Piscine orthoreovirus (PRV) – which is associated with kidney and liver damage in Chinook salmon – is continually being transmitted between open-net salmon farms and wild juvenile Chinook salmon in British Columbia waters, according to a new genomics analysis published this week in Science Advances.
Climate skeptics who aren't persuaded by the existing evidence from climate change are unlikely to change their minds for many years, according to a newly published quantitative study by a University of Oregon environmental economist.
Juvenile salmon migrating to the sea in the Sacramento River face a gauntlet of hazards in an environment drastically modified by humans, especially with respect to historical patterns of stream flow. Many studies have shown that survival rates of juvenile salmon improve as the amount of water flowing downstream increases, but "more is better" is not a useful guideline for agencies managing competing demands for the available water.
Alterations in the “epigenetic programming” of hatchery-raised steelhead trout could account for their reduced fertility, abnormal health and lower survival rates compared to wild fish, according to a new Washington State University study.
A new study by researchers from Simon Fraser University and Canada’s Department of Fisheries and Oceans reveals the trade-offs of fish biodiversity--its costs and benefits to mixed-stock fisheries--and points to a potential way to harness the benefits while avoiding costs to fishery performance.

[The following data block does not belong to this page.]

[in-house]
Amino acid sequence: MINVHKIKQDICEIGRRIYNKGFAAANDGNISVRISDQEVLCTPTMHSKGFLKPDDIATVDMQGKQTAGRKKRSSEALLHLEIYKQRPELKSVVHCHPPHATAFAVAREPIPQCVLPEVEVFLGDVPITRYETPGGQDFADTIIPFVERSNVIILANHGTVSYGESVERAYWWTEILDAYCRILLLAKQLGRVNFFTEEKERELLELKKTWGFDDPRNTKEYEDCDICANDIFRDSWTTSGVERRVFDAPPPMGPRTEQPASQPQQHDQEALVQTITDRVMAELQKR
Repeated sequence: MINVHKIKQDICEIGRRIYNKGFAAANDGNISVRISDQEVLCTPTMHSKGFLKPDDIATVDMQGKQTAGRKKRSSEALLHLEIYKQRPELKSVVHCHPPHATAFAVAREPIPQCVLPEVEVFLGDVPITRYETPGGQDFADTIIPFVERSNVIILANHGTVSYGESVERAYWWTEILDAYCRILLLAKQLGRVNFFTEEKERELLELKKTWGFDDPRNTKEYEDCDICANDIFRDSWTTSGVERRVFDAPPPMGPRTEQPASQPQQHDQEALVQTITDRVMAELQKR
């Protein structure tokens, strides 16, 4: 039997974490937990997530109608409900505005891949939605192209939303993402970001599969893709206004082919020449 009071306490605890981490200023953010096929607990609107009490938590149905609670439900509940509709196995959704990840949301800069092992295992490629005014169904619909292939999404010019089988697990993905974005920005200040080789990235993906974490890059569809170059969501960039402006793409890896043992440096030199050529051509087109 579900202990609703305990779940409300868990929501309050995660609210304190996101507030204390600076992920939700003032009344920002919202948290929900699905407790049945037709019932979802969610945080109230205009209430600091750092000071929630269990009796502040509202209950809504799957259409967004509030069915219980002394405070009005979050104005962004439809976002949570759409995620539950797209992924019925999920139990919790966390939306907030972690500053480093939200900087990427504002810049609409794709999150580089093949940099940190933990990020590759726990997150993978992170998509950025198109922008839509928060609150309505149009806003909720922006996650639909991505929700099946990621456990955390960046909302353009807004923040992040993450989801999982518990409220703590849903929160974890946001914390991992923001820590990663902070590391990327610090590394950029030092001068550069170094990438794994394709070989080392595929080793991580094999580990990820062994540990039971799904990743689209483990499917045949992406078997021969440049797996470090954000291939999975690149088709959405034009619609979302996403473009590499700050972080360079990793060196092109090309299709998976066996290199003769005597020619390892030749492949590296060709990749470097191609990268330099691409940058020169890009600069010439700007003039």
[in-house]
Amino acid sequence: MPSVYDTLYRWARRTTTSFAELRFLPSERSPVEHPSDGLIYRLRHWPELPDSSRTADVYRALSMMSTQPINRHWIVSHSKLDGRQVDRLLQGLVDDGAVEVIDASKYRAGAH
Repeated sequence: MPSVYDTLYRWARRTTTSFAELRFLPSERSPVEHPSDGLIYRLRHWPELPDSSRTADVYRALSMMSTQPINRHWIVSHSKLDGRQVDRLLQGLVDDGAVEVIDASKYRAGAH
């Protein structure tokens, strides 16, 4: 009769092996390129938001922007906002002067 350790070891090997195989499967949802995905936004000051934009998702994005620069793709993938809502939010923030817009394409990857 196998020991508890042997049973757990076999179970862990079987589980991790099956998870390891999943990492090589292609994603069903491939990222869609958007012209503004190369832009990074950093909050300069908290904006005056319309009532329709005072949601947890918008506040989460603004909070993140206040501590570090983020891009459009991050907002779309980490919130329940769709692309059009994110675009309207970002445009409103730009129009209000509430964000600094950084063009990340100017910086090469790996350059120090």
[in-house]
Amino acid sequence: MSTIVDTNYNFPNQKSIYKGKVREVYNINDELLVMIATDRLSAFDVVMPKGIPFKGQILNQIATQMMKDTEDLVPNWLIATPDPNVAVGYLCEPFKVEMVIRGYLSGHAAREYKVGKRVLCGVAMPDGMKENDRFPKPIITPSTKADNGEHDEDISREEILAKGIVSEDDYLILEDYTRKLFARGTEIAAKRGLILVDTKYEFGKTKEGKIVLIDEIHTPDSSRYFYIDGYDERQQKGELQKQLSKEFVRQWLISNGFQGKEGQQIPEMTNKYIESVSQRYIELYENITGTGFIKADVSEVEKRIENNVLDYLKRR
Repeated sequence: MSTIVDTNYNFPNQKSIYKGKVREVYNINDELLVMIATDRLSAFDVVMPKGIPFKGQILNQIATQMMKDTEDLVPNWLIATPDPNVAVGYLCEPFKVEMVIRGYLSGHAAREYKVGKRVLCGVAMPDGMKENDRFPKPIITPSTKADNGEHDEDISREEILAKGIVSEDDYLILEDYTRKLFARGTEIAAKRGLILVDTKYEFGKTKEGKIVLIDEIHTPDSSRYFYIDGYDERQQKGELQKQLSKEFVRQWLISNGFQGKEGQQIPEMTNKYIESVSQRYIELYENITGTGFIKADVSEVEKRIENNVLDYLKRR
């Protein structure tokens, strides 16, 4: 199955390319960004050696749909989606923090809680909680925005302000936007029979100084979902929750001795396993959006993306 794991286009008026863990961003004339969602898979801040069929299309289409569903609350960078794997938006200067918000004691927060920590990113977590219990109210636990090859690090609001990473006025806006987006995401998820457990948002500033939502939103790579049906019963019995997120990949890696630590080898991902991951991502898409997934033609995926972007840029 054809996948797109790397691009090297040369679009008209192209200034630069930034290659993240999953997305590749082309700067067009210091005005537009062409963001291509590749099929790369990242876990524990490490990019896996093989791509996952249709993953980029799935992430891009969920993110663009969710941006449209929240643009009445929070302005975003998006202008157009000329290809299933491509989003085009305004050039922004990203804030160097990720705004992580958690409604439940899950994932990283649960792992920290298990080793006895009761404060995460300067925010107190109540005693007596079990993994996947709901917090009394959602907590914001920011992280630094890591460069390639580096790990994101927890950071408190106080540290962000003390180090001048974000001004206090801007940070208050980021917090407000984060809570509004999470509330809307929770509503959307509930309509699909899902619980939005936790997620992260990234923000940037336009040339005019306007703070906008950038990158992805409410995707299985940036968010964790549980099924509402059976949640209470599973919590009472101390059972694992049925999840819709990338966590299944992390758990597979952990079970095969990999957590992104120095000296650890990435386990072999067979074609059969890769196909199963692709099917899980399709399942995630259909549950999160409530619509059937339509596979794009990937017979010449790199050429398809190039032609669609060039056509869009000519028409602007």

From the Pacific Northwest to the Rocky Mountains, summers in the West are marked by wildfires and smoke. New research from the University of Utah ties the worsening trend of extreme poor air quality events in Western regions to wildfire activity, with growing trends of smoke impacting air quality clear into September.
An unprecedented combination of strong easterly winds and low humidity coupled with prolonged drought conditions drove the spread of catastrophic wildfires in the Oregon Cascades last September, a new study has found.
An international, multidisciplinary team that includes faculty members from The University of Texas at Arlington has published a paper in the journal Philosophical Psychology that wades into the debate about whether fish feel pain.
The bypass systems at Columbia/Snake dams for juvenile salmon and steelhead are mostly attracting the smaller fish, which return as adults in lower numbers than larger fish. Is it the size of the fish impacting survival, or “delayed mortality” from dam passage?